So okay we'll not sing but if one day you look in the Green room and see a song typed there it is either from Carolyn or myself.

Beware of Carolyn she was a Hippie !! ha  xx

 

Good luck to you and Family xx

 

Win xx 

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Hi Neil
I haven't welcomed you to the group yet so sending a big hello and glad to hear things are levelling for you a bit.

Making adjustments post SAH is something that comes to all of us to varying degrees, understanding that life did change for us in the moment of our bleed and we cannot rewind and have things just as they were. So keep the positive outlook, keep looking forward and in time you will find new things that excite and stimulate your senses, maybe not as extreme actions and adventures as before but something new, just different.

You mention "Short term memory, loud noises, music and background noise are a problem for me and I struggle to concentrate for long. " again this is a common challenge , I couldn't go anywhere loud and busy post SAH for quite a while and still know this will use my brain energy very quickly.

 

Ear plugs and sunglasses helped with that but it really knocked my confidence having been so used to taking all kinds of things in my stride but it will improve, build it up slow and steady, it's not a 'push through' kind of event, you have to regain that mental stamina capacity by retraining your brain to things you want to do with consideration and kindness for your injury.

Working abroad sounds tricky right now but I would hope you could find ways to use your knowledge and experience differently until you feel ready to maybe try it out again
Anyhow, keep going chap. Onwards.

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Thanks for the welcome, the sound advice and a big hello to you too. Sorry for not responding sooner, I have been steadily working my way through the old threads in the NASAH forum.  There are a lot of really helpful posts in there and I have been completely lost in it for several days.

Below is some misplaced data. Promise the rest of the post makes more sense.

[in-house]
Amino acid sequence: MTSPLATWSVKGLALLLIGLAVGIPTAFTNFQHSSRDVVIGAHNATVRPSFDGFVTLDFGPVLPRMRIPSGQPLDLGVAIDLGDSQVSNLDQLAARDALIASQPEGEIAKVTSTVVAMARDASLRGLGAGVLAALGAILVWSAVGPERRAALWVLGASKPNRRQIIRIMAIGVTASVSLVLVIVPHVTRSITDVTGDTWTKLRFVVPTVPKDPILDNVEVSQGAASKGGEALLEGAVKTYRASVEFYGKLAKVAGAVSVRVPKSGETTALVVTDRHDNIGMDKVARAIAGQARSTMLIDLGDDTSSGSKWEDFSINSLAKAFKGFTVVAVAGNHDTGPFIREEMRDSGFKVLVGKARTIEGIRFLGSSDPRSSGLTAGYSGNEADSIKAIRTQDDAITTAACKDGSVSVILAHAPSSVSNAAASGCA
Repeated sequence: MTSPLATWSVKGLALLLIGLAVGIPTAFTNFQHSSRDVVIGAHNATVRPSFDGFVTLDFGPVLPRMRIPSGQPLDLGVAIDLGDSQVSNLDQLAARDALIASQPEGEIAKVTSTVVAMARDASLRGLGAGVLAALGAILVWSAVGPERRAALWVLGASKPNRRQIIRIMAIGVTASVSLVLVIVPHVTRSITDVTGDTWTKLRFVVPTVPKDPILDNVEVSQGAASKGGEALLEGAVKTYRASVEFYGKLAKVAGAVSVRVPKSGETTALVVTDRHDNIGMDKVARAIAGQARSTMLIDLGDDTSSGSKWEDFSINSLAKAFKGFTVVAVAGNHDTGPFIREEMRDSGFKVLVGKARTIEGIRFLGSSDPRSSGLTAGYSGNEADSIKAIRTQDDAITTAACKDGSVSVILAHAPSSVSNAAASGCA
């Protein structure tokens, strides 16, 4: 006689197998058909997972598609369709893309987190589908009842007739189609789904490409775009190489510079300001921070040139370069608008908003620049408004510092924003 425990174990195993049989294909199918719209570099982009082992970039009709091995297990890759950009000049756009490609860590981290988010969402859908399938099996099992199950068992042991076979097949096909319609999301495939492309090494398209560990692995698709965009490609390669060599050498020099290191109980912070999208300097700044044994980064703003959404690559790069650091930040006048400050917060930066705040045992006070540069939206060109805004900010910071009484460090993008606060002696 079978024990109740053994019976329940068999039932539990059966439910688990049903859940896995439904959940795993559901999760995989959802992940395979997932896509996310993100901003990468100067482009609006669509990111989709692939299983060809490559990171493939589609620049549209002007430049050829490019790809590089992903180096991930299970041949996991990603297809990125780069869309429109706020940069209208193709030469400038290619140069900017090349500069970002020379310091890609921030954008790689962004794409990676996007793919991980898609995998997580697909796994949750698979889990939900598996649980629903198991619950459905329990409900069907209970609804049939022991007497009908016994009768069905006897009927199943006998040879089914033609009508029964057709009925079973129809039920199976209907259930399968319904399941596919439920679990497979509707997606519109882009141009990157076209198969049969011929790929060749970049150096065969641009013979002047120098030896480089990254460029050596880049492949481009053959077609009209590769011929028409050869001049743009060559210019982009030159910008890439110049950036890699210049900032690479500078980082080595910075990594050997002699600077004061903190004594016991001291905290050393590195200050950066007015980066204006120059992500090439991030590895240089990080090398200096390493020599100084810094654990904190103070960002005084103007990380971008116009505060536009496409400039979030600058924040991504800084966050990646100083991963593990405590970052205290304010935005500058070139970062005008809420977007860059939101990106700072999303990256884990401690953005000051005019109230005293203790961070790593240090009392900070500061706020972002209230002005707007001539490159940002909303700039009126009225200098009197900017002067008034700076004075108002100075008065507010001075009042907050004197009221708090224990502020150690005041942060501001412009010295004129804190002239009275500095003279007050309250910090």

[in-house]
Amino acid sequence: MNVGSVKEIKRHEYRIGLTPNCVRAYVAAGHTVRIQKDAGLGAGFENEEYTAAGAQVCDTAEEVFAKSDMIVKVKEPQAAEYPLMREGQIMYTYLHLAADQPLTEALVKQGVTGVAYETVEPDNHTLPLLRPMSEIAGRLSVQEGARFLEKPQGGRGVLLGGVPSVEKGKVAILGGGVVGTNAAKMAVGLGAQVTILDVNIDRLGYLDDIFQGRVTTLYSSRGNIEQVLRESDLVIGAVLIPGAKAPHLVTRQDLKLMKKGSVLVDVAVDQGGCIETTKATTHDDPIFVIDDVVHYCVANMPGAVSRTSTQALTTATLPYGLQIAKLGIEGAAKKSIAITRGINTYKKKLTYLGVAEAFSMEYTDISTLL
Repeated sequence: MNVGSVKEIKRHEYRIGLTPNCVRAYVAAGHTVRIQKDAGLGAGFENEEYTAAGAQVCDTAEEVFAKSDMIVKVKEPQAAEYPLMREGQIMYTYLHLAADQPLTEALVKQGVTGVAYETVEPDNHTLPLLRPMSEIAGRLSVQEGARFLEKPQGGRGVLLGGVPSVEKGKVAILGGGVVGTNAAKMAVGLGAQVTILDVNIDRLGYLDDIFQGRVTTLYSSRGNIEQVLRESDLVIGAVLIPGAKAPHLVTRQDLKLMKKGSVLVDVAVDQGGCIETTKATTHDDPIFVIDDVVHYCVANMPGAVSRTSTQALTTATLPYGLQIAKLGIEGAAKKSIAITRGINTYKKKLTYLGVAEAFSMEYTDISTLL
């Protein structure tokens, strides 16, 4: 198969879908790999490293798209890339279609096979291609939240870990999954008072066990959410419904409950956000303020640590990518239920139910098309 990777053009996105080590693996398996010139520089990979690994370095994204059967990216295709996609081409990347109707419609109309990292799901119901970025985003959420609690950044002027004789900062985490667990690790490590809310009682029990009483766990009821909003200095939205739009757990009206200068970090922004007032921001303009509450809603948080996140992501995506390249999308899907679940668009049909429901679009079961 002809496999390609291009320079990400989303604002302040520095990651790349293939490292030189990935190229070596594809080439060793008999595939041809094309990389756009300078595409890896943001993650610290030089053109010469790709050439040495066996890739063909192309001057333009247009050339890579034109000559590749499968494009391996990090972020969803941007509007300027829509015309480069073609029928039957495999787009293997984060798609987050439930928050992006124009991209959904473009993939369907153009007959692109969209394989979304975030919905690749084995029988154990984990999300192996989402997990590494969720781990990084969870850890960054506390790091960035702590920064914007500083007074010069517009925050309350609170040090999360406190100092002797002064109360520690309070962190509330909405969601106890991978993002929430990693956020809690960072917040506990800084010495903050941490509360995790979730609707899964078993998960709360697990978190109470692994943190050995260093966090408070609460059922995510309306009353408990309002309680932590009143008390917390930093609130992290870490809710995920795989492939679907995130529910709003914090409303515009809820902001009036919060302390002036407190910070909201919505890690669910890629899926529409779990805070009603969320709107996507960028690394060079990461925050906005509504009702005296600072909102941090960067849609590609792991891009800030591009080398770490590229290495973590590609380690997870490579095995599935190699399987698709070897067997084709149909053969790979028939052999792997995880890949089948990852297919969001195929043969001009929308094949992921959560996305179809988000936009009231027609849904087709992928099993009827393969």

Since the New Year I have been out walking every day.  Some days I have needed to push myself to do it and have accepted that I need to go slower and often sleep afterward.  It’s steadily getting easier and I’m enjoying being out in the woods again.  Physical activity helps me relax and think straight, so I’m glad to be getting out more.

 

On Sunday I went kayaking with my local club and had a great time.  I was careful not to overdo it, slept afterwards and was on a gentle endorphin high when I woke.  It felt fantastic to be back on the river again and for the best part of 3 hours I almost forgot about my SAH.

 

My plan is to take it steady, keep up with the walking and to occasionally try the more demanding stuff when I feel up to it.  I’m not sure if I will ever be able to participate at the same level as before but it’s still early days and don’t want to give up on it just yet.  I’m keen to start paragliding again but don’t trust my decision making and risk assessment abilities at the moment. 

 

Work is going to be a problem for a while yet and the stress of overseas travel can wait for a good while longer.  I’m trying to keep a UK project moving, whilst being clueless about timescales, which is difficult, however, I’m learning to be more patient with myself and trying to stay realistic about my capabilities.

 

I’m also a big fan of ear plugs.  I took them when I went to a pub for the first time last week but didn’t need them.  We found a quiet table and had a great evening.  There is no way I could have done this, without leaving after just a short while, as recently as only last month.  Best of all, despite having more to drink than I intended, didn’t suffer too badly the next day.

 

All the best,

Neil

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  • 5 months later...

Well it’s been a year since my head blew a fuse.  It’s been the most difficult year of my life but I have made a lot of progress.  I struggle with fatigue and don’t have the strength and stamina I used to but I’m able to do most things and am very much enjoying life again.  Every now and then I check on the forum and it is really helpful to read similar experiences.  Thank you to anyone who takes the time to offer support and advice on here.

 

My biggest improvements started around eight months after the SAH.  My daily headaches stopped, my head became clearer and my mental stamina improved significantly.  I could listen to music again without it sounding wrong (I think my brain processed high and low frequency sounds at different rates) and I no longer needed to use ear plugs and sunglasses.

 

I started to enjoy reading books again and discovered I could beat my previous high scores on cognitive tests without even trying.  The regular pain that developed behind my left eye, which turned into my problem headaches, started to occur less and less frequently, to the point where it only happens if I don’t get enough sleep or if I’m suffering from stress.